episode menu is a cereal box on the counter – the
episode lists replaces the standard nutritional
information panel. The audio & subtitles setup menu
is Jerry’s CD collection. The Special features menu
is the contents of Jerry’s refrigerator. Extras is a
bottle of orange juice, Inside Looks is a bottle of
fruit juice, and the In the Vault and Notes About
Nothing options are Chinese take-out. Disc 2 is
Monk’s Café. The episode menu is the cash register.
The different episodes are listed in the cash
register’s LED display. The audio & subtitles setup
menu is the specials card holder on a table in the
restaurant. The extras menu is the panel beside the
main door. Disc three is a subway car. The episodes
menu for the third disc is an ad board and location
display near the top of the subway car. The audio &
subtitles menu is a side panel next to the doors. The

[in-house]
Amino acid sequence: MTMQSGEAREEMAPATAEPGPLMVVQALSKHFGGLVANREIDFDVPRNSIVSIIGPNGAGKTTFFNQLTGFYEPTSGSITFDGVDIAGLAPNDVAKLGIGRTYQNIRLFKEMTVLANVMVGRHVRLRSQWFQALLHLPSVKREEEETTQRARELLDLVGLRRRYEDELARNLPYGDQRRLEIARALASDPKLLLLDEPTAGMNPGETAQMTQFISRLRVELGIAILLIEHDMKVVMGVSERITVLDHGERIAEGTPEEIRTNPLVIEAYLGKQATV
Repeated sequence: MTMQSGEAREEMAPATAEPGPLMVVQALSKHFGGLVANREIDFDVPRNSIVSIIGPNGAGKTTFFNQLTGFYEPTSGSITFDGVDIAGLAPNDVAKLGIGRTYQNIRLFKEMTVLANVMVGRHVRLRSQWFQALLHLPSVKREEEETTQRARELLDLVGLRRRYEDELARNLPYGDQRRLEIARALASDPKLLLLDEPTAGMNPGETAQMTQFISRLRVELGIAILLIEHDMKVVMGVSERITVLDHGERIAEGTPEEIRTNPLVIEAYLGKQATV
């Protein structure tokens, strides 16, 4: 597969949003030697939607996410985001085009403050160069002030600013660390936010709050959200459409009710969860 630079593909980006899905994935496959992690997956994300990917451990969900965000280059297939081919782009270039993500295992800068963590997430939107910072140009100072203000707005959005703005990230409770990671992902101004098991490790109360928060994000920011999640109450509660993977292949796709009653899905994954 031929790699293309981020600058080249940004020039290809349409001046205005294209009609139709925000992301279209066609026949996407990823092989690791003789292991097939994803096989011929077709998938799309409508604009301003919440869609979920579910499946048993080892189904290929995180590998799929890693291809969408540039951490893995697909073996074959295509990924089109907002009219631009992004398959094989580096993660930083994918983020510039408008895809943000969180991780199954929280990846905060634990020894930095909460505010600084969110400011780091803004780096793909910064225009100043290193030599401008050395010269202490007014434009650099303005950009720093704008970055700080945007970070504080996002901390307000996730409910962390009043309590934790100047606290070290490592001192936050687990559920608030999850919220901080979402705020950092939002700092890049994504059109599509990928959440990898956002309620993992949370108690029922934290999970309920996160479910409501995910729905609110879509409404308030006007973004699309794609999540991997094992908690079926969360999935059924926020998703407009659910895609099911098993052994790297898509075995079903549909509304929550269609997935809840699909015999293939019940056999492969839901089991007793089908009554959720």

route menu of the car has been converted into the
extras menu. Finally, there’s disc 4 – the parking
garage. Episodes is a package sitting in a vacant
parking space, the setup menu for audio and subtitles
is a caution sign on the wall, and the extras menu is
the board beneath the “Reserved For” sign. One of the
best sets of menus I’ve ever seen, and easy to
Video and Audio Quality:
This is, without a shadow of a doubt, the best
Seinfeld has ever looked. All 22 episodes have been
remastered in High Definition – though obviously they
still retain their original 4:3 aspect ratio. Castle
Rock Entertainment, which produced the show, returned
to the original film elements and spent months
digitally remastering the video of the episodes of the
first three seasons. The original analog audio tracks
underwent a conversion into full Dolby Digital stereo.
Also of note, the episodes ARE the full NBC versions,
rather than the heavily edited syndicated cuts. The
shows are presented in their original production
order, meaning some episodes may appear out of
sequence compared to various episode guides, which
list the series in its original airing order. You
also, in addition to the obvious English audio track,
have the option of listening to the show in Spanish or
French. There are also subtitles available for the
three languages already listed, plus Portuguese.
I honestly believe that one of the ultimate signs a
set is well put-together is when there’s more hours of